- NICHE Profile- the Complainant;
- Notes of the SO, witness officers and an undesignated officer;
- Written Statement of CW #2 (Student Ride-Along);
- GPS Forensic Identification Photos - the Complainant;
- Scotiabank Surveillance Video;
- Scotiabank Security report;
- Prisoner Log - the Complainant; and
- Prisoner Property Sheet - the Complainant.
The SO arrived and advised the individuals in the lobby that they were trespassing and had to leave. The Complainant was awakened and took exception. He confronted the officer angrily and then pushed the SO into the corner of the vestibule separating the interior and exterior doors of the entry/exit into the bank. The SO took hold of the Complainant and grounded him in the vestibule. The Complainant’s nose fractured as it impacted the floor. With the help of WO #1, who had arrived by that time, the SO arrested the Complainant and secured him in handcuffs.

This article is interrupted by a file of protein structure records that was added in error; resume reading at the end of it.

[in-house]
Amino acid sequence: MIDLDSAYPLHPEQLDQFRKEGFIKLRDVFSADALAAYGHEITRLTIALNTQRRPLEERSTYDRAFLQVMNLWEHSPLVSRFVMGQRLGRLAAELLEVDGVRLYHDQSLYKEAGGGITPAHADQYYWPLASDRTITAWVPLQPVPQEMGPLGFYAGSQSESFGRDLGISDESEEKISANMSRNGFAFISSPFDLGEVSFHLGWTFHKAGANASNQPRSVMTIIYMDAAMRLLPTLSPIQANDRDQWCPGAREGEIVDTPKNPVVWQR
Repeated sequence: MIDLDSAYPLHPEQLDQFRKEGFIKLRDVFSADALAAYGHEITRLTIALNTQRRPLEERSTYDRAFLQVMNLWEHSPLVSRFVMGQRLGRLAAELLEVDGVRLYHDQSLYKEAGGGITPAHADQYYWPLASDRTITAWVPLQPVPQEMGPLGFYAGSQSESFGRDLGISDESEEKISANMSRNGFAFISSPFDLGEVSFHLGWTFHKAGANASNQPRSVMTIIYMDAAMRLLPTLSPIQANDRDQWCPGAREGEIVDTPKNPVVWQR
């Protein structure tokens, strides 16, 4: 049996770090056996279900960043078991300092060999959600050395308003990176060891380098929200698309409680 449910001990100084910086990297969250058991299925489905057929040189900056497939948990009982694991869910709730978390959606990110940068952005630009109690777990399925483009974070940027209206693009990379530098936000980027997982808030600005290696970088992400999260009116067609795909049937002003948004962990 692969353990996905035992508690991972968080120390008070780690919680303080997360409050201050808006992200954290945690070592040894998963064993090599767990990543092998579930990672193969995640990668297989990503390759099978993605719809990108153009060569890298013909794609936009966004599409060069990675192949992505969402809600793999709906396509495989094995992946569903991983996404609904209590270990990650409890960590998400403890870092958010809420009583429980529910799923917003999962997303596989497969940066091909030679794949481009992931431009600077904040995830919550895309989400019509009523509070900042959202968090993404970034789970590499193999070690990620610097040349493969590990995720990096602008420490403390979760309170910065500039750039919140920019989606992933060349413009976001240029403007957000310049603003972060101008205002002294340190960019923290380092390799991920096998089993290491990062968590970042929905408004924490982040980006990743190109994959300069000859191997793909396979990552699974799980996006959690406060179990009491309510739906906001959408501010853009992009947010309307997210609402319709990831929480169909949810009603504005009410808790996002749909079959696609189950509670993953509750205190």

Section 25(1), Criminal Code -- Protection of persons acting under authority
(a) as a private person,(b) as a peace officer or public officer,(c) in aid of a peace officer or public officer, or(d) by virtue of his office,
Section 2(1), Trespass to Property Act -- Trespass an offence
(a) without the express permission of the occupier, the proof of which rests on the defendant,
(i) enters on premises when entry is prohibited under this Act, or(ii) engages in an activity on premises when the activity is prohibited under this Act; or
(b) does not leave the premises immediately after he or she is directed to do so by the occupier of the premises or a person authorized by the occupier,